When the 2008 Lehman Brothers bankruptcy triggered a global recession, Toyota Motor Company lost money. In December of that year, with a photo of Toyota board members bowing in shame, a New York Times headline trumpeted, “Toyota Expects its First Loss in 70 years.” “They’ve caught the same cold that Detroit has caught,” said Christopher J. Richter, senior analyst in Tokyo at Calyon Capital Markets Asia. “Everything is going wrong for Toyota this year.”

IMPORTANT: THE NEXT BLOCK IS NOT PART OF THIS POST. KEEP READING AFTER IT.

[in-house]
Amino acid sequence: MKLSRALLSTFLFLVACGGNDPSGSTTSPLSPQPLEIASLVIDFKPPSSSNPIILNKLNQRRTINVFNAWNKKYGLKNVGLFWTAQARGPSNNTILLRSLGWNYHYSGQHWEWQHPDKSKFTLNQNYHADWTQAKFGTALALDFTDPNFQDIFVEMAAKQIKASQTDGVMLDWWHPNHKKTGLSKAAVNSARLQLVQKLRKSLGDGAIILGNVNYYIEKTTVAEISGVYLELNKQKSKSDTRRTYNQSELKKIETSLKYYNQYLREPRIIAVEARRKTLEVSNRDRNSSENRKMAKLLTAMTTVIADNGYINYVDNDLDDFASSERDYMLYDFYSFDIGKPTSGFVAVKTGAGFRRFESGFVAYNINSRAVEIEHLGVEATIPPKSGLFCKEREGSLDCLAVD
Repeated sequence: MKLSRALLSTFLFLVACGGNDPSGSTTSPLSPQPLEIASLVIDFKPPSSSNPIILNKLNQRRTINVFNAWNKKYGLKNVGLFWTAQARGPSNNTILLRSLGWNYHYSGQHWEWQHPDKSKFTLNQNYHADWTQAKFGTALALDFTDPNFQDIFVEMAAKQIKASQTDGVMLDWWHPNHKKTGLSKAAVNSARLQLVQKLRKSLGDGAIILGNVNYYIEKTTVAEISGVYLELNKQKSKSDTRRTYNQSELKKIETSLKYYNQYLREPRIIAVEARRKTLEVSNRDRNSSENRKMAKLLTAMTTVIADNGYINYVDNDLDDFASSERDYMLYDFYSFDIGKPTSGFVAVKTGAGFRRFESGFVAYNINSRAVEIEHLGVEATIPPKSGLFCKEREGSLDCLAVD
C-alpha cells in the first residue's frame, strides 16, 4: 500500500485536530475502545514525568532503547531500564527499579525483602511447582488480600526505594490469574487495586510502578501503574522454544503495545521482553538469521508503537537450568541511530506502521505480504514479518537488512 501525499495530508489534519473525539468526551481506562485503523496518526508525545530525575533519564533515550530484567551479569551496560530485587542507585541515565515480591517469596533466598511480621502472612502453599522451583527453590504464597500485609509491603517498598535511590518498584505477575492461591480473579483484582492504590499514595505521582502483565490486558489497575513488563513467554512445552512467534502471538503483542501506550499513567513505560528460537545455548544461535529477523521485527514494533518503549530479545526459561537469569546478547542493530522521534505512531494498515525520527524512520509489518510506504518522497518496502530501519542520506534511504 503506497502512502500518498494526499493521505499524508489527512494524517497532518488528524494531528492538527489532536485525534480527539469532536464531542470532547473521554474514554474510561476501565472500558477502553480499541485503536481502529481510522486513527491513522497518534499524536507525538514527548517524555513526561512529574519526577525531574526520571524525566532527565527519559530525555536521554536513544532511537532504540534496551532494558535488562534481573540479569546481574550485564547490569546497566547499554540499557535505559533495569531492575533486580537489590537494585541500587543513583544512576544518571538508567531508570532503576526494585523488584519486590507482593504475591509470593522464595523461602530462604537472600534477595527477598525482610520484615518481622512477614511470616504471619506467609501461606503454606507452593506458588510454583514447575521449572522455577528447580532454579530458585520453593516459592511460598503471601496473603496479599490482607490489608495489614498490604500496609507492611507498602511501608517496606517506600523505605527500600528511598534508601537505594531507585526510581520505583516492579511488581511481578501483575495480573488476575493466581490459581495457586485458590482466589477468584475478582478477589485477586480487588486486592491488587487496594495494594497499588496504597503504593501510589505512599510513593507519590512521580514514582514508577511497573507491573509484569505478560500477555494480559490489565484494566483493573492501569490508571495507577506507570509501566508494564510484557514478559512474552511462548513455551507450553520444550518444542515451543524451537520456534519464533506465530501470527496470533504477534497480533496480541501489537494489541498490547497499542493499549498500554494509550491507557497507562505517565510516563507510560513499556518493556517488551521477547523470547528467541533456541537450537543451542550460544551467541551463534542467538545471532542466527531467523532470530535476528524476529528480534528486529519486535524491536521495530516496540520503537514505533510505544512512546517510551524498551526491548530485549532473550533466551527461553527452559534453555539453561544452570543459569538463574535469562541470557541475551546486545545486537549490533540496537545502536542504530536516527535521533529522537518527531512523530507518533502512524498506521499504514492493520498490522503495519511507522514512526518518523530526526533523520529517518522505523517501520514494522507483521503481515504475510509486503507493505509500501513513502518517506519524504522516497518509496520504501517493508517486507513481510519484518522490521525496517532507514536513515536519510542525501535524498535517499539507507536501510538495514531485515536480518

My reaction was anger at the idiocy of some of these articles. How could Toyota be compared to the Detroit automakers who were on the verge of bankruptcy? Why isn’t the focus on the 70 years of profitability and the huge cash reserves Toyota had piled up for a crisis just like this?